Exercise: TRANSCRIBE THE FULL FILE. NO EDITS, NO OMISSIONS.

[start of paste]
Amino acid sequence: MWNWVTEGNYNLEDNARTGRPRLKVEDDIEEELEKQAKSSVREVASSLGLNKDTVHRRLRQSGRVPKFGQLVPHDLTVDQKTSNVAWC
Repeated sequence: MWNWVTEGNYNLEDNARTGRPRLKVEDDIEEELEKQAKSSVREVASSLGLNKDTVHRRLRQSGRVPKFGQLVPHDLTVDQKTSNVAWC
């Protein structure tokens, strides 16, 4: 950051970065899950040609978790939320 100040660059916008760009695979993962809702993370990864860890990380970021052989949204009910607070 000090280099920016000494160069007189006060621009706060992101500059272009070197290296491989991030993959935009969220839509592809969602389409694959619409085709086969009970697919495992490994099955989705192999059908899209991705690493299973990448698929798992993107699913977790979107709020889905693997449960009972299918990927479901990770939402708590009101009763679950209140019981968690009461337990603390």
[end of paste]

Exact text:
Amino acid sequence: MWNWVTEGNYNLEDNARTGRPRLKVEDDIEEELEKQAKSSVREVASSLGLNKDTVHRRLRQSGRVPKFGQLVPHDLTVDQKTSNVAWC
Repeated sequence: MWNWVTEGNYNLEDNARTGRPRLKVEDDIEEELEKQAKSSVREVASSLGLNKDTVHRRLRQSGRVPKFGQLVPHDLTVDQKTSNVAWC
């Protein structure tokens, strides 16, 4: 950051970065899950040609978790939320 100040660059916008760009695979993962809702993370990864860890990380970021052989949204009910607070 000090280099920016000494160069007189006060621009706060992101500059272009070197290296491989991030993959935009969220839509592809969602389409694959619409085709086969009970697919495992490994099955989705192999059908899209991705690493299973990448698929798992993107699913977790979107709020889905693997449960009972299918990927479901990770939402708590009101009763679950209140019981968690009461337990603390």